SSH is one of the most commonly attacked services as it provides easy access to full control of a dedicated server. Changing the default SSH port will help prevent an attacker from launching brute force attacks to the default port.
1. Login as the server as root (or gain root access by executing ‘sudo su’)
2. Check to see the status of the firewall by executing ‘ufw status’
If the firewall is active then we need to add a rule to allow connections for our new SSH port.
This can be done by executing ‘ufw allow newportnumberhere/tcp’
3. Execute ‘nano /etc/ssh/sshd_config’ and look for the line that contains ‘Port 22’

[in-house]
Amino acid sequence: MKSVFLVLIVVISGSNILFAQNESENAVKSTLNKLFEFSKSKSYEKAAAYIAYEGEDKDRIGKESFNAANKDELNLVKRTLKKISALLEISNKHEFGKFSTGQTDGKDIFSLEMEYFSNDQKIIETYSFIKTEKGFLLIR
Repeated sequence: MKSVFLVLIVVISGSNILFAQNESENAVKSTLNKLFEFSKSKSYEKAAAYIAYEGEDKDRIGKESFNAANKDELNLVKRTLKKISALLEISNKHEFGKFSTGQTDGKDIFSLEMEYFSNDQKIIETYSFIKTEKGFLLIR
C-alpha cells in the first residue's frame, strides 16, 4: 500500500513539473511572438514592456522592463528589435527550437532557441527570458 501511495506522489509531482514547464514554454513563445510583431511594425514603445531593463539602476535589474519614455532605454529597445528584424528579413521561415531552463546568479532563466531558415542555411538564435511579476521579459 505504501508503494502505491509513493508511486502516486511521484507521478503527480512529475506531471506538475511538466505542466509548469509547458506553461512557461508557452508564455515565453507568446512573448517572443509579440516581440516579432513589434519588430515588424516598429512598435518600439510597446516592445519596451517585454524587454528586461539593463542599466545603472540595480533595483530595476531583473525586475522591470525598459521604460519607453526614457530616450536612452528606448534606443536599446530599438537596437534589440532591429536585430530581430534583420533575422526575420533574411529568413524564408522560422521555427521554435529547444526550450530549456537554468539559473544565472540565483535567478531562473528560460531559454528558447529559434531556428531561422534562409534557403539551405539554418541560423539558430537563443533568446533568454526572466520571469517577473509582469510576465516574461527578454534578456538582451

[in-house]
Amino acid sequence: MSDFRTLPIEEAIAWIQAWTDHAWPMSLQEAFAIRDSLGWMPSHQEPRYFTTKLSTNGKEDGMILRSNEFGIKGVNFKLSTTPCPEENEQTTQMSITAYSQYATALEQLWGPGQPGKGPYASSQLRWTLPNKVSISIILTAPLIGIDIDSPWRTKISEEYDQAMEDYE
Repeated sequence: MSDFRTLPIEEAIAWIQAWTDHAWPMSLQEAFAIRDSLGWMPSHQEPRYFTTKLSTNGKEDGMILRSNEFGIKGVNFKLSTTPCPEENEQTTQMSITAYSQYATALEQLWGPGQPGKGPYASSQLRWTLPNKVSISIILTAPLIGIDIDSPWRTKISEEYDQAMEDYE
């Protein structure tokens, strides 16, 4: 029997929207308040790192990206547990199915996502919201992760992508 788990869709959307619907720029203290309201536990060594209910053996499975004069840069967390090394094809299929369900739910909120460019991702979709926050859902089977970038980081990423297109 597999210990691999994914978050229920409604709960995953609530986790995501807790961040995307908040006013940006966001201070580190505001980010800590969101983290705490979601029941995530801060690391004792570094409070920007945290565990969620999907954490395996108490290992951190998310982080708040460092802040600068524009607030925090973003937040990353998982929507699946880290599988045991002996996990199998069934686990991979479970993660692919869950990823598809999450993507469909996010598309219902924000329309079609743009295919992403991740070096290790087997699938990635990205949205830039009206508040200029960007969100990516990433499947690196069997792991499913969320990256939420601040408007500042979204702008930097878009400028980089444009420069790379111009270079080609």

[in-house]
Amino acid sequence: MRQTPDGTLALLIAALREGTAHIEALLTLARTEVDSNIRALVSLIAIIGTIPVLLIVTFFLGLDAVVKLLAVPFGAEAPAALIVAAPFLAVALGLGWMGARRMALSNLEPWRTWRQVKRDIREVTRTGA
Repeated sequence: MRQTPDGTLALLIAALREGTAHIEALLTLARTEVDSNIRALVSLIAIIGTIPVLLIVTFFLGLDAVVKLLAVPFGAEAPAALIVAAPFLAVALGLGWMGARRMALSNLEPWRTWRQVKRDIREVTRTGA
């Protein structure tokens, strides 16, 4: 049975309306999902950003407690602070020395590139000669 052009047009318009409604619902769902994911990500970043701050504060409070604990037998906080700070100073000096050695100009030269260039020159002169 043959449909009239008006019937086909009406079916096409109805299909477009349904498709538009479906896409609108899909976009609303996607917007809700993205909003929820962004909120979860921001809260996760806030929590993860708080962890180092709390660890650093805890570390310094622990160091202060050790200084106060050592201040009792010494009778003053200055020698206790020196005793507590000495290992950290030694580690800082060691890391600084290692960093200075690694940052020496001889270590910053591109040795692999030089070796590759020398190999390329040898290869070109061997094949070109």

4. Change the number ’22’ to any unused port you’d like
Save and exit by holding down ‘ctrl’ and ‘x’
5. Restart the SSH service by executing ‘restart ssh’ within the command line
For Debian, execute ‘service ssh restart’
6. If you can still access the command line, type ‘ss -tnlp | grep ssh’ to verify SSH is listening on the new port. (optional)
7. Start a new SSH session on the new port.
8. Delete the old firewall rule for the old port by executing ‘ufw delete allow 22/tcp’